A natural application of VAR modeling is a causality test. Granger (1969) defines causality as follows: RXt is said to be the cause of RSt when taking into account the information set associated to RXt helps to improve predictions of RSt . Analyzing causality of RXt towards RSt is equivalent to realizing a test with constraints on the coefficients of RXt in its VAR representation (Equation (10.5)) (a restricted VAR specification for RXt , also known as RVAR). Specifically, consider assumption H0 : a121 = a221 = 0. If we accept H0 , then RXt does not cause RSt . To test assumption H0 , we compare the unrestricted VAR (for example, UVAR, in Equation 10.5) with the VAR specification restricted to H0 (RVAR). The related test statistic is the likelihood ratio L = (n − c) ln{|RVAR |/|UVAR |} where n is the number of observations; c is the numberof estimated coefficients in each univariate relation of the UVAR model; RVAR , UVAR are the covariance matrices of restricted and unrestricted VAR models, respectively; |A| represents the determinant of matrix A. In this case, L is assumed to follow a chi-square law with two degrees of freedom (for example, χ2 (2)). Therefore, we reject H0 assumption for a given test level α if L is greater than the critical value of the χ2 (2) law 2 for level α (for example, L > χcritical (2); see Hamilton, 1994).

194

Table 10.6 VAR results for stocks Stock return Air Liquide

Danone

Vivendi

Totalfina Elf

Valéo

R 2 (%)

Coefficients −0.0588 (−0.4002) 0.1104 (0.5906)

−0.2090 (−1.4016) −0.2699 (−1.4223)

0.2525 (2.0454) 0.0547 (0.3481)

8.1354 4.1368

−0.0352 (−0.2366) 0.0329 (0.2584)

−1.1071 (−0.7840) 0.1050 (0.8981)

0.2532 (1.5238) −0.1050 (−0.7379)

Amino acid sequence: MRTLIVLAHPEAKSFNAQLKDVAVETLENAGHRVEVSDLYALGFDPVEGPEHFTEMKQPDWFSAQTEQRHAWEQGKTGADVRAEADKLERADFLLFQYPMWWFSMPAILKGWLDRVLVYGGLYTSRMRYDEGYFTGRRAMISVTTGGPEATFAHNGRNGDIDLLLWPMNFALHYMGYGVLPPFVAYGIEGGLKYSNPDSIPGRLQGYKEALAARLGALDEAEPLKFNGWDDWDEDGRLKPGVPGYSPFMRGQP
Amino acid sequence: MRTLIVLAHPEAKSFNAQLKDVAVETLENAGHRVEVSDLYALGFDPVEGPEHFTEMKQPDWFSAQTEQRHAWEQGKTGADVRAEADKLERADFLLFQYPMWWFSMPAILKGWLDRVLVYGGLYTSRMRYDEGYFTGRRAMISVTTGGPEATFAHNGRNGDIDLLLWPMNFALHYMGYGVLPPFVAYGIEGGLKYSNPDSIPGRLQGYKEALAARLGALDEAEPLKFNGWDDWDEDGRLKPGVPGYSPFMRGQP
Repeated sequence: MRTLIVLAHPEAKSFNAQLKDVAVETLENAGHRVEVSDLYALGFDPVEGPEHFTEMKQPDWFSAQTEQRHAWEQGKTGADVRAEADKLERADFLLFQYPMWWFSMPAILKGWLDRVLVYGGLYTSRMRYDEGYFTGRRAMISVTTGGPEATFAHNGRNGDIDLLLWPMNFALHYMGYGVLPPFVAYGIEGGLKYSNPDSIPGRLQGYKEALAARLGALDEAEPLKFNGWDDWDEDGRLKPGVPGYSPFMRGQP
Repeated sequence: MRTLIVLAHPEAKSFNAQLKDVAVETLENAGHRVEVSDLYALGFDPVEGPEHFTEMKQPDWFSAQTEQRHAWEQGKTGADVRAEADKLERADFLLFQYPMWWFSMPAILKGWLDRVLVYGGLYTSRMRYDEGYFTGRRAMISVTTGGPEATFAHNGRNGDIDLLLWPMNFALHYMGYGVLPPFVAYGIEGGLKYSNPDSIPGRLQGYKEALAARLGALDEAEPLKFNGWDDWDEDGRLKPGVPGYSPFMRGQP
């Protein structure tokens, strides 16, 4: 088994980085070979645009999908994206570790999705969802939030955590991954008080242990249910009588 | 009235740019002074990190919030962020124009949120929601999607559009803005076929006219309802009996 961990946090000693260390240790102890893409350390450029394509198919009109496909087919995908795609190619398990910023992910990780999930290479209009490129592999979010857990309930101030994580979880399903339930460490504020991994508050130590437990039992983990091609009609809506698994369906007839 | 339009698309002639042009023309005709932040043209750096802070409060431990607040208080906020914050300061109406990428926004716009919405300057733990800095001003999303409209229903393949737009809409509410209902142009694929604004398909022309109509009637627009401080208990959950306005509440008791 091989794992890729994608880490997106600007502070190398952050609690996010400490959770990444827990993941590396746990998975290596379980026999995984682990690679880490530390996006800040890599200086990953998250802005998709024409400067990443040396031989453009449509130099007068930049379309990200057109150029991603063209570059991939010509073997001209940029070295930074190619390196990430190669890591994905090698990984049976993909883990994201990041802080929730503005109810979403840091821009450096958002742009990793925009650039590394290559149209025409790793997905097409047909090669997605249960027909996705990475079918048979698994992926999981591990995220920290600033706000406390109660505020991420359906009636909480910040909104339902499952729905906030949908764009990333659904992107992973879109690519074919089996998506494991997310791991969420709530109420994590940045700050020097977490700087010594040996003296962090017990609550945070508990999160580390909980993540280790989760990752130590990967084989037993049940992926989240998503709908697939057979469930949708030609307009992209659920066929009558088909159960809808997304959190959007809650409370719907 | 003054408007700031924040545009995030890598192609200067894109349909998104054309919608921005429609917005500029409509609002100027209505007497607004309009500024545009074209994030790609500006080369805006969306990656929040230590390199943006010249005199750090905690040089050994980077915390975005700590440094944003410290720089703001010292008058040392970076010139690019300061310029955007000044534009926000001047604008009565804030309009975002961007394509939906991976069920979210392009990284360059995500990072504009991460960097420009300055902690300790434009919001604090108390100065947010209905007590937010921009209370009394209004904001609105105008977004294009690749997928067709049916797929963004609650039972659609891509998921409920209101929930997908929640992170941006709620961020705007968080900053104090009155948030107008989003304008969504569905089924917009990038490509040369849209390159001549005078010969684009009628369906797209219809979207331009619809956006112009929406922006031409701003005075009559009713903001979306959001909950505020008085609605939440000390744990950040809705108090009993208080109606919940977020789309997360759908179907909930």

4.8662 2.2082

−0.0078 (−0.0477) −0.5975 (−1.5866)

−0.1317 (−0.5784) 0.0990 (0.1881)

0.0367 (0.3665) 0.0317 (0.1371)

0.7152 0.5276

−0.0326 (−0.2106) 0.1860 (1.1717)

−0.0787 (−0.4343) −0.0572 (−0.3077)

0.0208 (0.1160) −0.1560 (−0.8388)

0.4753 3.9099

−0.0281 (−0.1817) 0.2474 (1.0045)

−0.0611 (−0.3786) 0.0482 (0.1875)

−0.0047 (−0.0455) 0.0080 (0.0485)

0.4527 0.1308

Stock return Société Générale

L’Oréal

Renault

Schneider

Thomson

R 2 (%)

Coefficients −0.0808 (−0.5361) 0.1979 (0.7984)

−0.3013 (−1.5920) 0.1241 (0.3985)

0.2120 (1.7529) −0.0068 (−0.0341)

6.2121 0.5678

−0.0032 (−0.0209) 0.1839 (1.0659)

0.0924 (0.5057) 0.0766 (0.3671)

−0.1809 (−1.2728) −0.5131 (−3.1637)

3.5726 24.0139

−0.1423 (−0.9186) 0.4518 (1.6360)

−0.2426 (−1.5658) 0.0960 (0.3477)

0.1884 (2.1443) 0.1453 (0.9278)

8.8326 3.5828

−0.0233 (−0.1521) 0.1484 (0.5015)

−0.0384 (−0.2468) 0.4611 (1.5319)

−0.0278 (−0.3571) −0.1657 (−1.1000)

0.7017 4.8022

−0.0295 (−0.1934) 0.0393 (0.1082)

−0.0671 (−0.4149) 0.0559 (0.1451)

0.0017 (0.0250) −0.0438 (−0.2698)

0.4498 0.1454

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Table 10.7 Granger statistics for indices and stocks Asset return

L

Probability

CAC40

0.1385 0.4132

0.7114 0.5233

SBF120

0.0897 0.0711

SBF250

Stock return

L

Probability

Valéo

0.0352 0.0021

0.8520 0.9639

0.7658 0.7909

Société Générale

0.1588 3.0727

0.6920 0.0858

0.1397 0.1310

0.7101 0.7190

L’Oréal

0.1348 1.6199

0.7151 0.2090

Air Liquide

2.0229 4.1838

0.1612 0.0461

Renault

0.1209 4.5982

0.7296 0.0369

Danone

0.8066 2.3218

0.3734 0.1339

Schneider

2.3468 0.1275

0.1318 0.7226

Vivendi

0.0354 0.1343

0.8515 0.7156

Thomson

0.0211 0.0006

0.8852 0.9801

Totalfina Elf

0.0947 0.0135

0.7596 0.9081

Note: bold indicates a chi-squares results.

Studying relationships between an implied systematic risk factor’s return and French stock returns, we tested two assumptions, namely: “H0 : RXt does not Granger cause RSt ” and “H0∗ : RSt does not Granger cause RXt ”, and obtained the results shown in Table 10.7. For each asset, the first and second lines correspond to the results of H0 and H0∗ assumptions, respectively. At the 15 percent level, Air Liquide and Renault returns cause the implied market factor’s return (RXt ). Enlarging our test level to 40 percent, Société Générale also causes the implied market factor’s return (RXt ). Our study therefore shows a smaller impact of the implied market factor on French assets than was expected. Our results’ weakness may come from the small sample size used. For further investigation, we look for contemporaneous links between variables without lag consideration. Specifically, we test for a non-linear influence of the implied market factor’s price on the prices of French stocks and indices.